HONG KONG — The future of Hong Kong's new second-tier stock market looks impressive.
It caters to small, smart high-tech companies looking for cash in a city busy reinventing itself as Asia's Silicon Valley. Hong Kong's treasure chest of investment capital and business savvy also seems a ready-made resource for a Chinese mainland economy rich in new ideas but short on money to develop them.
"Our future is bright," said Lawrence Fok, chief executive of the Hong Kong Stock Exchange, which operates the fledgling Growth Enterprise Market, or GEM.
But first it must survive the present. Since GEM was launched in November amid considerable fanfare, it has had a rough run.
Damage from the global crash of high-technology stocks that hit only a few months after GEM opened still lingers. Since then, the new market has experienced a series of disappointing initial public offerings, watched its index lose more than half its initial value and struggled to overcome investor wariness and liquidity problems that have dogged all but the top few listings.
Although Nasdaq, the world's largest secondary market, has recovered nearly 20% since the global high-tech sell-off last spring, the GEM index has sagged an additional 4%.
A major problem on the new exchange, observers say, has been the quality of its listings.
Among GEM's 46 listed companies, some are either unknown or unconvincing to skittish investors reluctant to risk high-tech stocks in the current uncertain climate. Other listings, which generated an initial flurry of buyers because of their links to Hong Kong's rich business empires, have fallen short of expectations.
When Tom.com, an Internet site linked to powerful businessman Li Ka-shing, went public in February, Hong Kong residents lined up for hours at local banks to get a piece of the action, convinced that Li's backing made the venture a sure thing. Last month, shares in the start-up, which bills itself as a platform for information on China, sank after it fired 15% of its staff and reported first-half losses of $24 million on sales of only $675,000.
Those who follow the GEM market here also say it is too narrowly based on Internet companies at a time when even strong-sounding "dot-com" ventures draw a tepid investor response.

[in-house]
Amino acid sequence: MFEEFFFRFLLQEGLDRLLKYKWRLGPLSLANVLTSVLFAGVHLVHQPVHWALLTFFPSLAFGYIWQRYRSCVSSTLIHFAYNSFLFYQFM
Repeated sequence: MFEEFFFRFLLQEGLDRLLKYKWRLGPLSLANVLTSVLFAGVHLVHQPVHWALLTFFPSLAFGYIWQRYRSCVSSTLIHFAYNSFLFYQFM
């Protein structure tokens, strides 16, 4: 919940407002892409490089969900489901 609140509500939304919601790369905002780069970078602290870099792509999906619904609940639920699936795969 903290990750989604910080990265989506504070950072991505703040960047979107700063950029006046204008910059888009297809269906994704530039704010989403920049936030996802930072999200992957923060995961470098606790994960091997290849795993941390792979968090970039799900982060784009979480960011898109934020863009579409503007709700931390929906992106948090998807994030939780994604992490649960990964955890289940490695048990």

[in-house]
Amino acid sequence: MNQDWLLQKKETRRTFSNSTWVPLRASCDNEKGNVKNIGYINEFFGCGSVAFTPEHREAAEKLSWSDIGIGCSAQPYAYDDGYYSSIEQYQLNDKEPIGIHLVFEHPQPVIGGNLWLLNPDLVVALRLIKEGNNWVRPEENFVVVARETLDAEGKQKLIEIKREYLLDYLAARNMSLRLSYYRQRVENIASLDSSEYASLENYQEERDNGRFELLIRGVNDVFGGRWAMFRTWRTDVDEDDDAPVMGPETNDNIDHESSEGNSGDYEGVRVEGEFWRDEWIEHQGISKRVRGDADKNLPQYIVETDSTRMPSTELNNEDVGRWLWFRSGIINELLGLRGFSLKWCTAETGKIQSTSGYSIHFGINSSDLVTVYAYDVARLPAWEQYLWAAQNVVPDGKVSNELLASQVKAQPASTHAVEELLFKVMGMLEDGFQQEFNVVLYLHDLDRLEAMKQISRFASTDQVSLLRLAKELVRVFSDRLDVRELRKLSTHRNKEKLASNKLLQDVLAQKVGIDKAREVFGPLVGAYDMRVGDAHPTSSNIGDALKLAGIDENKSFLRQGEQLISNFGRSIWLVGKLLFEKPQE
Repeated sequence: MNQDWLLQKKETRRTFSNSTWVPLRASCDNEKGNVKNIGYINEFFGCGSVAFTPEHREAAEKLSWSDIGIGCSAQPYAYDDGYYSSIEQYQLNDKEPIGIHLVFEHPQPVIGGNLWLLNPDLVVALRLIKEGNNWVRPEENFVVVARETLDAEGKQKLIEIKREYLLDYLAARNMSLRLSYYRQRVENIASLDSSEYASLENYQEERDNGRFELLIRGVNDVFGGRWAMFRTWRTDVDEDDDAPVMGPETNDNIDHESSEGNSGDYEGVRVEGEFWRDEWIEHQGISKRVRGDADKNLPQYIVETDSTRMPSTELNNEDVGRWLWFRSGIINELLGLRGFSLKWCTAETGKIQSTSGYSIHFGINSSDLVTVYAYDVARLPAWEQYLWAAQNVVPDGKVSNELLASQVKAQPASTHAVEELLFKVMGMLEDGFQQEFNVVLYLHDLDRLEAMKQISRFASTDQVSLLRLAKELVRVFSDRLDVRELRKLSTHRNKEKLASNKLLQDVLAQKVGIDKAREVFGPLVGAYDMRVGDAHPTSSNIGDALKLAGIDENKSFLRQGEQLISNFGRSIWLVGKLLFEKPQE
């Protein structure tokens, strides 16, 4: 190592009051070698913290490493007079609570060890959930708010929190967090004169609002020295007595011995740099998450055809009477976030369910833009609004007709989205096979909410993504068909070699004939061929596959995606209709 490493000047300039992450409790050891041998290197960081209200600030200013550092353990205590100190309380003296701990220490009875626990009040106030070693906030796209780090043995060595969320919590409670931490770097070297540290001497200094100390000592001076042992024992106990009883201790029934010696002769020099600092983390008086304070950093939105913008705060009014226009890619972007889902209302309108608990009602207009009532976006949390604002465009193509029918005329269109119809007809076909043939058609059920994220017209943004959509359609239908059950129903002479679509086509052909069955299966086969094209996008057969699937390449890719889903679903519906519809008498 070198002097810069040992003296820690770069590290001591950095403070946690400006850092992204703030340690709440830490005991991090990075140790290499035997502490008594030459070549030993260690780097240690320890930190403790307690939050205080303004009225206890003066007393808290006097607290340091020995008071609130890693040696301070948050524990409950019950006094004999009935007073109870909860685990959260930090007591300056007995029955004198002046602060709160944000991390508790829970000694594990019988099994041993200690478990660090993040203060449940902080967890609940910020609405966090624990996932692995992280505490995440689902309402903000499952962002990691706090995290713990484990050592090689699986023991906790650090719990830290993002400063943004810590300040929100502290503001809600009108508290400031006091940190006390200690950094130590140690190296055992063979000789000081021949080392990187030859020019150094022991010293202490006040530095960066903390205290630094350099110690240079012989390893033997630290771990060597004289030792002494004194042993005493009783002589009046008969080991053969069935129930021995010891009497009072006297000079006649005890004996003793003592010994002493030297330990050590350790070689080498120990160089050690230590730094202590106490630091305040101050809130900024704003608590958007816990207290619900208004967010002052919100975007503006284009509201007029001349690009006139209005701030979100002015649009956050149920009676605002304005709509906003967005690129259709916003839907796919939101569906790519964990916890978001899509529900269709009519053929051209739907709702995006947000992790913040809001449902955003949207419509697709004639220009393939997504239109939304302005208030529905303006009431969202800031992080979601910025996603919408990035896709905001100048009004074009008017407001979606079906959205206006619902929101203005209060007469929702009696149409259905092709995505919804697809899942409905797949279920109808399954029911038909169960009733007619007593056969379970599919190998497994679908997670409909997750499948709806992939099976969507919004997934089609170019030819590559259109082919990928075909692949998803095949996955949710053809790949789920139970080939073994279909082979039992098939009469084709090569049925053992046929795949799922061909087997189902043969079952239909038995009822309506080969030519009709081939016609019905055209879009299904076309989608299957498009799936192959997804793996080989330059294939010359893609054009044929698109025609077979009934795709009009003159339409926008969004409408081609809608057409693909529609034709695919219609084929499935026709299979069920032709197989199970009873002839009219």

Richard Margolis, vice president for strategy and planning in Merrill Lynch's Asia Pacific division and a member of the working group that created the GEM market, says it would be wrong to write it off prematurely, stating it must get through its initial start-up phase before investors can fairly judge the region's newest secondary market.
"It's going to take time for people to take [GEM] seriously," Margolis said. "Liquidity is low, but it usually is in the early stages of these kinds of markets. Is there anything fundamentally wrong? No, I don't think so. Still, not all the listed stocks are the kind your Aunt Agatha would want to invest in."
In a paper issued last month titled "What Ails the Growth Enterprise Market," Morgan Stanley Dean Witter strategist Narendra Singh maintained that its stocks remain overpriced compared with their counterparts in the United States. But he predicted that investors refueling the recovery on Hong Kong's main board with what they see as safer bets would eventually move into GEM.
"By the end of the year, we expect liquidity conditions to improve," Singh said. But he stressed that boosting investor confidence in the new market--mainly by improving the listings quality--is vital.
Fok noted GEM has begun promoting itself more aggressively, even setting up a U.S. marketing arm last month as part of a broader effort to attract new, good-quality companies.
One California-based company, Syscan Technology of Santa Clara, which produces portable scanners in mainland China, is listed on GEM.
To make itself more attractive to prospective companies, GEM this year began letting some management shareholders sell their shares within six months of an initial public offering, instead of two years. It also softened the requirement for a so-called company track record from 24 months to 12.
Fok said that these steps don't constitute a lowering of standards but were taken to bring GEM requirements in line with other secondary markets, including Nasdaq.
Investor disillusionment with Internet start-ups has also helped dilute GEM's dot-com concentration, as start-ups from other sectors, including systems development and information technology, seek listings on the exchange.
"I think the tide is going to change," Fok said.
Despite its rocky start, GEM still outperforms other Asian secondary markets in Tokyo, Seoul, Singapore and Taiwan in its ability to raise capital, bringing in more than $1.3 billion during the first half of 2000.
And with China on the verge of entering the World Trade Organization, industry analysts estimate that anywhere from 1,000 to 2,000 mainland companies may seek a stock market listing.